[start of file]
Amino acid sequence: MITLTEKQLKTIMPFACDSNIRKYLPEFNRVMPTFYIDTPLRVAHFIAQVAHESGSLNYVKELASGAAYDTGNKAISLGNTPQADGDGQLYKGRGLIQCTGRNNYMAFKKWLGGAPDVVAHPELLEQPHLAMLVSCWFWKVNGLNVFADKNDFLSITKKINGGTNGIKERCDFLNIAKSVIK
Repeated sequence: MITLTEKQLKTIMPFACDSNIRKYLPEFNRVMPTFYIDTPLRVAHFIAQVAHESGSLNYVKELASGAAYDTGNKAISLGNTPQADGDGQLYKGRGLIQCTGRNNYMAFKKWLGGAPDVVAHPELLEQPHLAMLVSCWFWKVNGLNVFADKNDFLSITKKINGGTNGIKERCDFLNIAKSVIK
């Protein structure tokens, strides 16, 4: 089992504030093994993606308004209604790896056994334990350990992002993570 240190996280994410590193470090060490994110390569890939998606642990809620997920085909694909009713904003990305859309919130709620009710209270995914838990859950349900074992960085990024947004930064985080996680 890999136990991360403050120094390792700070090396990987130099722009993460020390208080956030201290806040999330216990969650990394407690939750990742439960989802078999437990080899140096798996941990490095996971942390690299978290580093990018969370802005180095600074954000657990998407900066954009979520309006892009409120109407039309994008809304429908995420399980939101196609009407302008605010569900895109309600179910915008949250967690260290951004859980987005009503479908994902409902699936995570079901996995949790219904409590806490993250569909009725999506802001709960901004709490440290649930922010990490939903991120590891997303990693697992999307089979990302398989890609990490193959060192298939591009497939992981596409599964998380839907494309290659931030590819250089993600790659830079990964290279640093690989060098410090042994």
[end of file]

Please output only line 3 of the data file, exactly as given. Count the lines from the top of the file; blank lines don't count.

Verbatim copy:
């Protein structure tokens, strides 16, 4: 089992504030093994993606308004209604790896056994334990350990992002993570 240190996280994410590193470090060490994110390569890939998606642990809620997920085909694909009713904003990305859309919130709620009710209270995914838990859950349900074992960085990024947004930064985080996680 890999136990991360403050120094390792700070090396990987130099722009993460020390208080956030201290806040999330216990969650990394407690939750990742439960989802078999437990080899140096798996941990490095996971942390690299978290580093990018969370802005180095600074954000657990998407900066954009979520309006892009409120109407039309994008809304429908995420399980939101196609009407302008605010569900895109309600179910915008949250967690260290951004859980987005009503479908994902409902699936995570079901996995949790219904409590806490993250569909009725999506802001709960901004709490440290649930922010990490939903991120590891997303990693697992999307089979990302398989890609990490193959060192298939591009497939992981596409599964998380839907494309290659931030590819250089993600790659830079990964290279640093690989060098410090042994």